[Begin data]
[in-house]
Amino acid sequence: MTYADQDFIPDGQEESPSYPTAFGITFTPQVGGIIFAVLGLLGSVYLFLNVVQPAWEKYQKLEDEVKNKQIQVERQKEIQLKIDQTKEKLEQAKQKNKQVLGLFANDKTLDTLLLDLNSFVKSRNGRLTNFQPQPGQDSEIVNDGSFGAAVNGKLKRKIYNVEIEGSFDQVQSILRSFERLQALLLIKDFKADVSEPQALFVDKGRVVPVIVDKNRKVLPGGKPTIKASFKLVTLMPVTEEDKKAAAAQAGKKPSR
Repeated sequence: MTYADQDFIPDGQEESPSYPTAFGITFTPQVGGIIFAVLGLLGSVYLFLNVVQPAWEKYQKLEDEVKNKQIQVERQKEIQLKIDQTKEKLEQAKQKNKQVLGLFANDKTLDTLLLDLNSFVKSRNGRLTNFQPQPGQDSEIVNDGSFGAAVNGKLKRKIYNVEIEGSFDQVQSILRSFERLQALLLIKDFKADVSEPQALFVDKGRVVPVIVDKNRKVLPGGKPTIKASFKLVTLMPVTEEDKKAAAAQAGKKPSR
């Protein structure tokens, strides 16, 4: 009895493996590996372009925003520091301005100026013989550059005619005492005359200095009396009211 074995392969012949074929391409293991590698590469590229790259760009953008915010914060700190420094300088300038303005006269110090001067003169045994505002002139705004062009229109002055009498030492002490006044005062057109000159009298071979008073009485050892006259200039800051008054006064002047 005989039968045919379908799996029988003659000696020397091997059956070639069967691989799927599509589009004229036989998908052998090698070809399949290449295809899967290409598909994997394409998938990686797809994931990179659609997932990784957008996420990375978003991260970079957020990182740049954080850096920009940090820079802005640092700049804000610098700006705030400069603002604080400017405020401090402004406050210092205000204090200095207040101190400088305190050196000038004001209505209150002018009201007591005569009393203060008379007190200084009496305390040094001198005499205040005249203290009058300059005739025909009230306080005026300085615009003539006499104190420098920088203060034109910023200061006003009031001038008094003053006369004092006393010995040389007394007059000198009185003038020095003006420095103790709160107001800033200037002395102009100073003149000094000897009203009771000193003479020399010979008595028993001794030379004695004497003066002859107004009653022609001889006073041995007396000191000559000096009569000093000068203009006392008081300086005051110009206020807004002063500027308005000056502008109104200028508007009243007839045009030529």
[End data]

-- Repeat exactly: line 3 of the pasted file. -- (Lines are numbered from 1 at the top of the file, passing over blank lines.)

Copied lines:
Repeated sequence: MTYADQDFIPDGQEESPSYPTAFGITFTPQVGGIIFAVLGLLGSVYLFLNVVQPAWEKYQKLEDEVKNKQIQVERQKEIQLKIDQTKEKLEQAKQKNKQVLGLFANDKTLDTLLLDLNSFVKSRNGRLTNFQPQPGQDSEIVNDGSFGAAVNGKLKRKIYNVEIEGSFDQVQSILRSFERLQALLLIKDFKADVSEPQALFVDKGRVVPVIVDKNRKVLPGGKPTIKASFKLVTLMPVTEEDKKAAAAQAGKKPSR